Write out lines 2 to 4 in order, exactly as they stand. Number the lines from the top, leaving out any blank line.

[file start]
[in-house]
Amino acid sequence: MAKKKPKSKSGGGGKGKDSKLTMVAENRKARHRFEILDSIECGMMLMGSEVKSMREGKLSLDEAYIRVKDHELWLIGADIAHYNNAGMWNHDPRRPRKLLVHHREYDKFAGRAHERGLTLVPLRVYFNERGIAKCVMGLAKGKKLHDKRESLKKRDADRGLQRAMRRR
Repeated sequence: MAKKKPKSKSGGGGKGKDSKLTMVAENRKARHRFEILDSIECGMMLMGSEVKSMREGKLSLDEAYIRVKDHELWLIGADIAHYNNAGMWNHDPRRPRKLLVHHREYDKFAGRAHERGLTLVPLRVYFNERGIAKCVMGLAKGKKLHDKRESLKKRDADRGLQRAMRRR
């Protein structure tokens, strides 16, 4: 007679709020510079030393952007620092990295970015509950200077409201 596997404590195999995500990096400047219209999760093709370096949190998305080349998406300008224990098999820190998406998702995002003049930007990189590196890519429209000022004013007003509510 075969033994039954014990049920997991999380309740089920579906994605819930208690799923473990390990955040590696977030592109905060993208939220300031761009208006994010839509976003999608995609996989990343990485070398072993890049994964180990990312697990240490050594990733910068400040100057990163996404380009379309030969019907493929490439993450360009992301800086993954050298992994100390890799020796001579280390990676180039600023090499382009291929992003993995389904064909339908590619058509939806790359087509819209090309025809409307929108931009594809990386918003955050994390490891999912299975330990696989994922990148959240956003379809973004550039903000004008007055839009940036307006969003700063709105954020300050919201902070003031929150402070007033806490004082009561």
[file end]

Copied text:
Amino acid sequence: MAKKKPKSKSGGGGKGKDSKLTMVAENRKARHRFEILDSIECGMMLMGSEVKSMREGKLSLDEAYIRVKDHELWLIGADIAHYNNAGMWNHDPRRPRKLLVHHREYDKFAGRAHERGLTLVPLRVYFNERGIAKCVMGLAKGKKLHDKRESLKKRDADRGLQRAMRRR
Repeated sequence: MAKKKPKSKSGGGGKGKDSKLTMVAENRKARHRFEILDSIECGMMLMGSEVKSMREGKLSLDEAYIRVKDHELWLIGADIAHYNNAGMWNHDPRRPRKLLVHHREYDKFAGRAHERGLTLVPLRVYFNERGIAKCVMGLAKGKKLHDKRESLKKRDADRGLQRAMRRR
């Protein structure tokens, strides 16, 4: 007679709020510079030393952007620092990295970015509950200077409201 596997404590195999995500990096400047219209999760093709370096949190998305080349998406300008224990098999820190998406998702995002003049930007990189590196890519429209000022004013007003509510 075969033994039954014990049920997991999380309740089920579906994605819930208690799923473990390990955040590696977030592109905060993208939220300031761009208006994010839509976003999608995609996989990343990485070398072993890049994964180990990312697990240490050594990733910068400040100057990163996404380009379309030969019907493929490439993450360009992301800086993954050298992994100390890799020796001579280390990676180039600023090499382009291929992003993995389904064909339908590619058509939806790359087509819209090309025809409307929108931009594809990386918003955050994390490891999912299975330990696989994922990148959240956003379809973004550039903000004008007055839009940036307006969003700063709105954020300050919201902070003031929150402070007033806490004082009561």